Unless you’re the most tone deaf, music hating person in the world, you can’t help but fall in love with rhythmic music games. Whether you’ve got a plastic guitar in hand with Guitar Hero, banging the full drum set with Rock Band, have created magic with Fantasia or just wish to bop your head to Beatbuddy, chances are that when something delivers a rhythm, you’ve enjoyed it.

I have to admit to being in that exact camp and from my first hands-on with the visual and audio delights that Aaero has in its hallowed halls, I’ve been looking forward to seeing its full release. Now it is here though, what have we got?

Well, simply put, we have something that is very nearly the best damn music game on Xbox One. Yes, almost besting that stunner known as Disney’s Fantasia Music Evolved.

Aaero runs with quite a simple concept in which you control a small ship blasting its way across the face of numerous alien planets. The visuals are simple but work brilliantly, never complicating matters or going to in-depth so the player gets confused. You see, this is a fast game and fluidity is its main draw, and I’m pleased to see Mad Fellows deliver something that is utterly smooth. Accompanying you on your journey across these strange alien infested lands is a light ribbon, something which you’ll need to stick to – or as close as damn it to – in order to pick up points. This is done by simply moving the left stick in tandem with the ribbon… the closer you get to sticking to the line, the more you will energise the awesome songs and the higher your points total will rise. Lose your way and you’re likely to hit an obstacle, losing one of your precious three shields which help you get through to the end of each banging tune. As you can probably guess, deplete those shields and you’ll be left to try again. And again. And again.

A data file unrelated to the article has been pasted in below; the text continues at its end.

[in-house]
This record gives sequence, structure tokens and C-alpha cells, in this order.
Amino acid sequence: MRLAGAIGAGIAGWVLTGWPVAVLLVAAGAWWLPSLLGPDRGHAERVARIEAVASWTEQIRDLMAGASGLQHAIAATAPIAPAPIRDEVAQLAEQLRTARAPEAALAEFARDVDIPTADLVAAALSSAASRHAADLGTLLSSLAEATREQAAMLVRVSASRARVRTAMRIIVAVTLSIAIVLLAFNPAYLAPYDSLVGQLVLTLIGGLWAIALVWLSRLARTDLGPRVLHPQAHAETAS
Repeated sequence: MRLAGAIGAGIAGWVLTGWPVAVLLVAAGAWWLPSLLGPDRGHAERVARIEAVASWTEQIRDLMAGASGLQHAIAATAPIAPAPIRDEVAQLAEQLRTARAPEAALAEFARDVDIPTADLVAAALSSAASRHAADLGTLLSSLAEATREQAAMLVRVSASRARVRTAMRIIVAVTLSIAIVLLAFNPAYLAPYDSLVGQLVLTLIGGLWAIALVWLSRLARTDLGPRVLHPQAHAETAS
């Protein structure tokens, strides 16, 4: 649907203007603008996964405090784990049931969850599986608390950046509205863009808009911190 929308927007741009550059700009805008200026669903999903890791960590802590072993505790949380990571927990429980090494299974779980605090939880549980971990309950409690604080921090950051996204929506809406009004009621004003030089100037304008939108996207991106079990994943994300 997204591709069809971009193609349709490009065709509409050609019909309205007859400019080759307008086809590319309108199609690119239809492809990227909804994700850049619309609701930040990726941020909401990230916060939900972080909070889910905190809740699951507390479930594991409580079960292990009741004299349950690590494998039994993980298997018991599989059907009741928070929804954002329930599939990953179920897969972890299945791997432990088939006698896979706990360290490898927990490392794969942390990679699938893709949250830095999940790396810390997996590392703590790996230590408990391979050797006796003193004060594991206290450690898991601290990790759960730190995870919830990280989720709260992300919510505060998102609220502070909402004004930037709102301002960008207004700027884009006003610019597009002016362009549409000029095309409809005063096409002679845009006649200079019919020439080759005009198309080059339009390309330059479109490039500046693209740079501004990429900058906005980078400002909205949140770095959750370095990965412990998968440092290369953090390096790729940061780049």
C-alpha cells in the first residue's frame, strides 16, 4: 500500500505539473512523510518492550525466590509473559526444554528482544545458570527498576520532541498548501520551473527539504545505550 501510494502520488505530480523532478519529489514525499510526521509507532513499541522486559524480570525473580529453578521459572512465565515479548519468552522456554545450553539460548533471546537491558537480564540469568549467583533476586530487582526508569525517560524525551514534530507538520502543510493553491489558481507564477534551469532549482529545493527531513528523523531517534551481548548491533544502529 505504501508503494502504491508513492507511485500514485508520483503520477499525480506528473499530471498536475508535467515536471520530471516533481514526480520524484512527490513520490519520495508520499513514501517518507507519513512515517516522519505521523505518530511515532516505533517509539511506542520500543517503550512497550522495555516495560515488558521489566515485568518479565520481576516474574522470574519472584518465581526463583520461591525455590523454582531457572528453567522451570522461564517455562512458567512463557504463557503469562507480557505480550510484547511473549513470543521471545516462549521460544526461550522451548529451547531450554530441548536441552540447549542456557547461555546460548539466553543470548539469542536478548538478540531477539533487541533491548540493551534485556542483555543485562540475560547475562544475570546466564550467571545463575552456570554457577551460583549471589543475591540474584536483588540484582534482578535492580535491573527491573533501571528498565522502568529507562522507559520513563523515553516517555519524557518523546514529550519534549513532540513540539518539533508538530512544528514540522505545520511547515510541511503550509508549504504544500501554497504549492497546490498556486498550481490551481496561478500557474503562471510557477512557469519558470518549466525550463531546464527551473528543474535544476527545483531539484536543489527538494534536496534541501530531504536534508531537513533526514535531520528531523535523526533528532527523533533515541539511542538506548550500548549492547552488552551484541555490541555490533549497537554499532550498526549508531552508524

You’ll find your ship rocking and rolling to the rhythm of the beat at all times, and getting a flow is very much the key to your success. Much like any other music game, once you lose that rhythm, you’re pretty well done for and it’s super difficult to get back into the flow again. Not only that, but you’ll also lose any score multiplier you had earnt, probably find yourself a shield down and will be cursing your thumbs forever more.

I say thumbs in the plural, because whilst it is the fat digit on your left hand which will be the most used, that’s not to say the one of your right is useless. Far from it in fact because Aaero comes with a second gameplay mechanic which is almost as good as the first. Breaking up the familiar feeling you’ll get by following a bright line forever more are moments of shooting madness, with enemy ships intent on taking you down and putting you off your high scoring quest. It is here where you’ll need to target the little guys with the movement found attached to your right stick, highlighting them up before unleashing a barrage of missiles their way with the right trigger. Some of these enemies will shoot back, others will be shielded up, whilst more still will ready waves of missiles themselves. Whatever they do though, you’ll need to dispatch them as quickly as you can so to keep the beat rocking and your ship in the best possible health.

The shooting aspect works brilliantly – perhaps not as brilliantly as the main ribbon covering action that is the real star of Aaero – but brilliantly nonetheless, and the two different mechanics combine to create a wonderful, near magical, experience.

If your skills allow it and you manage to make your way to the end of each song, and the joys that each level brings, then you’ll find yourself marked out of five stars, with points given for your ribbon holding accuracy, enemy shooting capabilities and secret-finding eagle eye. Earn enough stars and you’ll find further tunes unlocked and ready to be hit up.

But no matter how good the mechanics are, a music based game is only as good as the songs which frequent its library and those found in Aaero have been cleverly integrated to ensure the most immersive involvement. Electronic sounds from the likes of Noisia, Flux Pavilion, Katy B and The Prototypes are all great to have and the lines you’ll need to follow for each track have been suitably situated, allowing you and your ship to really get immersed in the sound that comes your way. With just 15 songs in total, all with much bass accompanying them, you may think that your time spent with Aaero will be a short one. But that couldn’t be further from the truth as the one more go, stupidly addictive draw that it has, all as you try to better your previous score, is right up there with the best of them.